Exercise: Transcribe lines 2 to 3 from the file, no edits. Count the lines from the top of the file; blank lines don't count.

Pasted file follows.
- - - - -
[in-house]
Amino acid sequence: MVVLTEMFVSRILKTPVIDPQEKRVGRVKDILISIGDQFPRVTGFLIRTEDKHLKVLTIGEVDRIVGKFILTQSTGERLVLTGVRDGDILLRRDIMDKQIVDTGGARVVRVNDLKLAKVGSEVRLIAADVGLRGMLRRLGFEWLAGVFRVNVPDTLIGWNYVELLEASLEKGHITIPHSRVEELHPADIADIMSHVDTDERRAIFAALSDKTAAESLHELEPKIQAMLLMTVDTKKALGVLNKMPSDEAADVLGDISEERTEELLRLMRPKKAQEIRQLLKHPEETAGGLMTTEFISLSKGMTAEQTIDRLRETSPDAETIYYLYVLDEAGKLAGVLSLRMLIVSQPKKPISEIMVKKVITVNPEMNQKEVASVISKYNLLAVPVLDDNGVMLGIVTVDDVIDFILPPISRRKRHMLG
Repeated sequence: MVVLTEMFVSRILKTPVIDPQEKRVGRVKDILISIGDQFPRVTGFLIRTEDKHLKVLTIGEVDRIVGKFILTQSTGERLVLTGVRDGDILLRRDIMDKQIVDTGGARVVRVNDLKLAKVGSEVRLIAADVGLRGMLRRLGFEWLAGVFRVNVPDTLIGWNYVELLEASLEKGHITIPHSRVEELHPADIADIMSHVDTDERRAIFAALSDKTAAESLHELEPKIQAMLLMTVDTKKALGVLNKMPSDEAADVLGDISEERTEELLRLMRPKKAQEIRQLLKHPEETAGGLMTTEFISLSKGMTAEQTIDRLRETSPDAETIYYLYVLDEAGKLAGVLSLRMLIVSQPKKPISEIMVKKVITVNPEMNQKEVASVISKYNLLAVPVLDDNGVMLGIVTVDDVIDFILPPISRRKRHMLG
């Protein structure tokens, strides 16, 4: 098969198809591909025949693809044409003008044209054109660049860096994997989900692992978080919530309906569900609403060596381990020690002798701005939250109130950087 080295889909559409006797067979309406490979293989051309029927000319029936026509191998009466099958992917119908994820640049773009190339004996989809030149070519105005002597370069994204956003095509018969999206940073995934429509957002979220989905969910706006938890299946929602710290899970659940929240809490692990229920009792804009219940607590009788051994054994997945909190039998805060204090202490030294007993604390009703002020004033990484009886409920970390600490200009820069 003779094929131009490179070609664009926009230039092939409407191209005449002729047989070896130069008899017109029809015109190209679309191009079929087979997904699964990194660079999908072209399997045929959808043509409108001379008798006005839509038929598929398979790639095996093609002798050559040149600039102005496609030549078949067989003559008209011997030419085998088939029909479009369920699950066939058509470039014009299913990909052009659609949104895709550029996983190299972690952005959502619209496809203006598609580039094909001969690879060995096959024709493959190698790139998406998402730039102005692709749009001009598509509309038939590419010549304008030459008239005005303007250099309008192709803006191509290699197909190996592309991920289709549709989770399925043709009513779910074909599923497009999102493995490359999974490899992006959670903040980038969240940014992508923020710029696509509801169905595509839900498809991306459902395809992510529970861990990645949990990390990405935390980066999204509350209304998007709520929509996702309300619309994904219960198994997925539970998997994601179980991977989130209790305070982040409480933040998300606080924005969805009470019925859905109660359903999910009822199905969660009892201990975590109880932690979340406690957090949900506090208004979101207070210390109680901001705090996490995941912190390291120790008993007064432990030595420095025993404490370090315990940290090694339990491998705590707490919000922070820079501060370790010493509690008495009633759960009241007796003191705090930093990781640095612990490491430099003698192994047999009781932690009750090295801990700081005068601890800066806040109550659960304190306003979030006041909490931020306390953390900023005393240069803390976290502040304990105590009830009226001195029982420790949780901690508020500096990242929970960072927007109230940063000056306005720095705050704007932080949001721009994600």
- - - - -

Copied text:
Amino acid sequence: MVVLTEMFVSRILKTPVIDPQEKRVGRVKDILISIGDQFPRVTGFLIRTEDKHLKVLTIGEVDRIVGKFILTQSTGERLVLTGVRDGDILLRRDIMDKQIVDTGGARVVRVNDLKLAKVGSEVRLIAADVGLRGMLRRLGFEWLAGVFRVNVPDTLIGWNYVELLEASLEKGHITIPHSRVEELHPADIADIMSHVDTDERRAIFAALSDKTAAESLHELEPKIQAMLLMTVDTKKALGVLNKMPSDEAADVLGDISEERTEELLRLMRPKKAQEIRQLLKHPEETAGGLMTTEFISLSKGMTAEQTIDRLRETSPDAETIYYLYVLDEAGKLAGVLSLRMLIVSQPKKPISEIMVKKVITVNPEMNQKEVASVISKYNLLAVPVLDDNGVMLGIVTVDDVIDFILPPISRRKRHMLG
Repeated sequence: MVVLTEMFVSRILKTPVIDPQEKRVGRVKDILISIGDQFPRVTGFLIRTEDKHLKVLTIGEVDRIVGKFILTQSTGERLVLTGVRDGDILLRRDIMDKQIVDTGGARVVRVNDLKLAKVGSEVRLIAADVGLRGMLRRLGFEWLAGVFRVNVPDTLIGWNYVELLEASLEKGHITIPHSRVEELHPADIADIMSHVDTDERRAIFAALSDKTAAESLHELEPKIQAMLLMTVDTKKALGVLNKMPSDEAADVLGDISEERTEELLRLMRPKKAQEIRQLLKHPEETAGGLMTTEFISLSKGMTAEQTIDRLRETSPDAETIYYLYVLDEAGKLAGVLSLRMLIVSQPKKPISEIMVKKVITVNPEMNQKEVASVISKYNLLAVPVLDDNGVMLGIVTVDDVIDFILPPISRRKRHMLG